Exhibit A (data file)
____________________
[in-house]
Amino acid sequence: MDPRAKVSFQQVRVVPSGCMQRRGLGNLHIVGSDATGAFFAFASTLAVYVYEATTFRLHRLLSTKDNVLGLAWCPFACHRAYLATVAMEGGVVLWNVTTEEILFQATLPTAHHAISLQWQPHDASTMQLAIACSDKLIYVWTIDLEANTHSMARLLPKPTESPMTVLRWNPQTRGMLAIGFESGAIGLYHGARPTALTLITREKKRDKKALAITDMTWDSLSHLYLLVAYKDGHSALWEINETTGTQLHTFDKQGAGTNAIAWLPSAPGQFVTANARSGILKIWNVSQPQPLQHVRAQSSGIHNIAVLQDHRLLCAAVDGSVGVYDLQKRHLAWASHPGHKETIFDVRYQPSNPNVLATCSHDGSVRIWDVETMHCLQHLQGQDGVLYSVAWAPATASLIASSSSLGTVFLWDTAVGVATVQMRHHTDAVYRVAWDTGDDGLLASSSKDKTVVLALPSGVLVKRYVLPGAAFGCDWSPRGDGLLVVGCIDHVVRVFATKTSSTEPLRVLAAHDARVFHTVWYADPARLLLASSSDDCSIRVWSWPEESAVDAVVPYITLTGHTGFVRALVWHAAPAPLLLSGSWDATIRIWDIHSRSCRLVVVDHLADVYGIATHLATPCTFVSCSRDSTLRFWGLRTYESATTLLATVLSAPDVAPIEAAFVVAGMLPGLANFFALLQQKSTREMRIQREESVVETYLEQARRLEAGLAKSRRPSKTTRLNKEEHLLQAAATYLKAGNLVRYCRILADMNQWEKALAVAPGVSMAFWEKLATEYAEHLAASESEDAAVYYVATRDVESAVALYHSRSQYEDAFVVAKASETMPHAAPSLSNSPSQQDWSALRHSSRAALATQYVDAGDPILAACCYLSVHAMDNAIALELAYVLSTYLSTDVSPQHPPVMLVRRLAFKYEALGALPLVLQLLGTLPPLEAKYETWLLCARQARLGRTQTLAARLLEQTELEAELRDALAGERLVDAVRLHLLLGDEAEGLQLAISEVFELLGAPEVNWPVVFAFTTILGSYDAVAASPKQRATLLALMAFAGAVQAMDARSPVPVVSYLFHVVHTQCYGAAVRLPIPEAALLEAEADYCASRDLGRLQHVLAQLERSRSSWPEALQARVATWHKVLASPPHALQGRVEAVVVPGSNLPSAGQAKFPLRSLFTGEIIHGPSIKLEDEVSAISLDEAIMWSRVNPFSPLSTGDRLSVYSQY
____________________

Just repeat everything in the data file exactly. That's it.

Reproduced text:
[in-house]
Amino acid sequence: MDPRAKVSFQQVRVVPSGCMQRRGLGNLHIVGSDATGAFFAFASTLAVYVYEATTFRLHRLLSTKDNVLGLAWCPFACHRAYLATVAMEGGVVLWNVTTEEILFQATLPTAHHAISLQWQPHDASTMQLAIACSDKLIYVWTIDLEANTHSMARLLPKPTESPMTVLRWNPQTRGMLAIGFESGAIGLYHGARPTALTLITREKKRDKKALAITDMTWDSLSHLYLLVAYKDGHSALWEINETTGTQLHTFDKQGAGTNAIAWLPSAPGQFVTANARSGILKIWNVSQPQPLQHVRAQSSGIHNIAVLQDHRLLCAAVDGSVGVYDLQKRHLAWASHPGHKETIFDVRYQPSNPNVLATCSHDGSVRIWDVETMHCLQHLQGQDGVLYSVAWAPATASLIASSSSLGTVFLWDTAVGVATVQMRHHTDAVYRVAWDTGDDGLLASSSKDKTVVLALPSGVLVKRYVLPGAAFGCDWSPRGDGLLVVGCIDHVVRVFATKTSSTEPLRVLAAHDARVFHTVWYADPARLLLASSSDDCSIRVWSWPEESAVDAVVPYITLTGHTGFVRALVWHAAPAPLLLSGSWDATIRIWDIHSRSCRLVVVDHLADVYGIATHLATPCTFVSCSRDSTLRFWGLRTYESATTLLATVLSAPDVAPIEAAFVVAGMLPGLANFFALLQQKSTREMRIQREESVVETYLEQARRLEAGLAKSRRPSKTTRLNKEEHLLQAAATYLKAGNLVRYCRILADMNQWEKALAVAPGVSMAFWEKLATEYAEHLAASESEDAAVYYVATRDVESAVALYHSRSQYEDAFVVAKASETMPHAAPSLSNSPSQQDWSALRHSSRAALATQYVDAGDPILAACCYLSVHAMDNAIALELAYVLSTYLSTDVSPQHPPVMLVRRLAFKYEALGALPLVLQLLGTLPPLEAKYETWLLCARQARLGRTQTLAARLLEQTELEAELRDALAGERLVDAVRLHLLLGDEAEGLQLAISEVFELLGAPEVNWPVVFAFTTILGSYDAVAASPKQRATLLALMAFAGAVQAMDARSPVPVVSYLFHVVHTQCYGAAVRLPIPEAALLEAEADYCASRDLGRLQHVLAQLERSRSSWPEALQARVATWHKVLASPPHALQGRVEAVVVPGSNLPSAGQAKFPLRSLFTGEIIHGPSIKLEDEVSAISLDEAIMWSRVNPFSPLSTGDRLSVYSQY